We met back up with our friends today and drove into Zion National Park. We were met with HOARDS of people. We weren’t expecting the kind of crowds we saw. Honestly, it reminded me of Disney World in the summer. To top it off, the main areas of the park were accessible only by shuttle, which you needed prior reservations for. I was very hesitant to ride on anything public, especially with the number of people in the park. Also, we didn’t have reservations, so there was that. 🙂 We visited the visitor’s center and learned there were a number of trails closed, including the Subway Trail and Virgin River trail (algae bloom). We discussed and thought it best to head back out of the park towards the entrance. On our way in, we went through a pretty awesome tunnel that has ‘windows’ in the side of the tunnel! Every now and then you could get a peek of a different park feature. I loved it! The tunnel created a lot of traffic in the park because they closed it to one lane. One side had to wait for the flow of traffic from the other side to stop before being granted passage to cross. (We figured this was because people like to slow down to look out the windows and veer out of their lane in the process. Keeping one way traffic was probably a good call :)) We headed to the West Route Canal Trail near the east entrance to start a hike. Surprisingly, there were hardly any people there! Everyone must have been further in the park. The trail revealed the most amazing rock features. from large depressions in the rock face creating ‘hot tubs’, to large marbled boulders mysteriously placed about. There were also slot canyons, which are tall narrow canyons that almost enclosed you as you walk deeper into the canyon. Our hike ended when we came across a rather large treer blocking our path in the canyon. We sent a scout to see if we could continue the hike using a different route but reports came back that it was a bit treacherous ahead, so we all headed back. We all ended a wonderful day together with a dinner picnic outside at the campground and a late night viewing of the comet Neowise! (*Bryce Canyon NP has a designation of a Dark Sky park. That means it’s one of the darkest places on Earth, perfect for stargazing.)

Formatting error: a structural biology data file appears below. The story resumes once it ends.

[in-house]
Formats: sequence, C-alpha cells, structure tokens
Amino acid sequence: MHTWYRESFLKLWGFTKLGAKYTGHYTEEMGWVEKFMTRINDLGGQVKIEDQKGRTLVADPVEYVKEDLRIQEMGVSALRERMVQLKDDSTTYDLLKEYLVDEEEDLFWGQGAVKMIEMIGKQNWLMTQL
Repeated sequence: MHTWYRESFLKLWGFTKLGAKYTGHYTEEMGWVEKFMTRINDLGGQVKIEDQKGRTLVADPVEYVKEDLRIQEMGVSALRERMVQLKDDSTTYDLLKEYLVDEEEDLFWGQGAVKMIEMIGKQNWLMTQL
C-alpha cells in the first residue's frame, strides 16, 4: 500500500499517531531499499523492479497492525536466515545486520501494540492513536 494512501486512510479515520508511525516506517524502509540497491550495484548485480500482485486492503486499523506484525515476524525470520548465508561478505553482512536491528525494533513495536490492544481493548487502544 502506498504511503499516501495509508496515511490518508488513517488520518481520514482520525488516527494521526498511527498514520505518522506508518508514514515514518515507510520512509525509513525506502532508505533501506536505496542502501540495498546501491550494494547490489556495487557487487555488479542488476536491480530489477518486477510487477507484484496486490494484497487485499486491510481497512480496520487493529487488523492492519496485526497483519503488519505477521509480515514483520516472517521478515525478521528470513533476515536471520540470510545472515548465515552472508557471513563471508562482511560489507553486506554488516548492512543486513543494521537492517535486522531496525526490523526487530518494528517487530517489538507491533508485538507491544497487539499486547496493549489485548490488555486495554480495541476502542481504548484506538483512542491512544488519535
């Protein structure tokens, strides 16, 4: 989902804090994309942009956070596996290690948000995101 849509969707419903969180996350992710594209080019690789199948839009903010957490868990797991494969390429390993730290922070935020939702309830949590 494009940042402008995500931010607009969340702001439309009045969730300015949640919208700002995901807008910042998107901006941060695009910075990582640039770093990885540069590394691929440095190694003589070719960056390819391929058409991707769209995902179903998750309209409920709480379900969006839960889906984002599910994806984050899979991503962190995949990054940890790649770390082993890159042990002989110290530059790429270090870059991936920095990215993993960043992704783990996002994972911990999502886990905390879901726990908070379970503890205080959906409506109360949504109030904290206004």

The next day we drove into Dixie National Forest, which is near both Bryce Canyon and Zion National Parks. We took a short hike to a waterfall that cascades down into the canyon. It was a hot day, so the spray from the waterfall at the end of the hike was very welcome. As we got back to the parking lot of the waterfall hike, we noticed a spot on the area map that said “ice caves”. It being the middle of summer, we more certainly had to investigate. The drive brought us past private acreage with sheep. There were many baby sheep, so we slowed to watch them for a bit. The ice caves ended up being a cave! It went down about 20 feet and trapped the snow and cold air from the winter down in its chambers. There was an entrance of sorts with an old looking rope to help you down. You could also climb down, which we all elected to do seeing as the rope looked like it had seen better days. The info boards near the cave stated that the cave was used by settlers as a way to store meat and other foods. The cave stays in the 30’s F, even in the summer! Pretty cool. After the ice cave we drove over to Lake Navajo to sit by the shores and enjoy the view. We put the kayak in and paddled around for a bit before calling it a day. It was great to catch up with friends and enjoy some pretty beautiful places together. ‘Til next time!
Our friends headed out today, so we continued our adventure solo. We did a neat local hike in to a slot canyon in Orderville UT. The route to the trailhead took us through neighborhoods. It must be pretty neat to have all of this in your backyard. The trail was called Red Hollow Trail. It was sandy and about 2 miles or so. The canyon slowly started to narrow until it funneled us into a pretty narrow canyon. It’s pretty incredible to think that water played a part in the carving of the rock to create these beautiful swirling shapes in the rock. We walked until we met a bee colony! They were everywhere, so that was our queue to turn around and head back… quickly. I had been missing my HIIT sessions, so I felt the urge to pick up a big rock and do some weighted squats and bicep curls. I’m looking forward to getting my little home gym back but until then a little improvising is necessary!
Our last day in Utah brought us back to Dixie National Forest. There are beautiful red rocks in Dixie that rival those of Zion and Bryce! We hiked the Golden Wall Trail, which ended up being an awesome hike. The trail took us high up on the ledge of the rock faces. We hiked along giant red rocks and towering hoodoos. There were beautiful vistas of red, tan, white, orange and pink hoodoos, along with neat side hikes that brought us to additional overlooks. There was a lot of uphill on this hike but it was great exercise and a ton of fun. We were pleasantly surprised by this one!
And that does it! Our adventure in Utah is complete. We’re on to Arizona next with a short stop at Lake Powell along the way.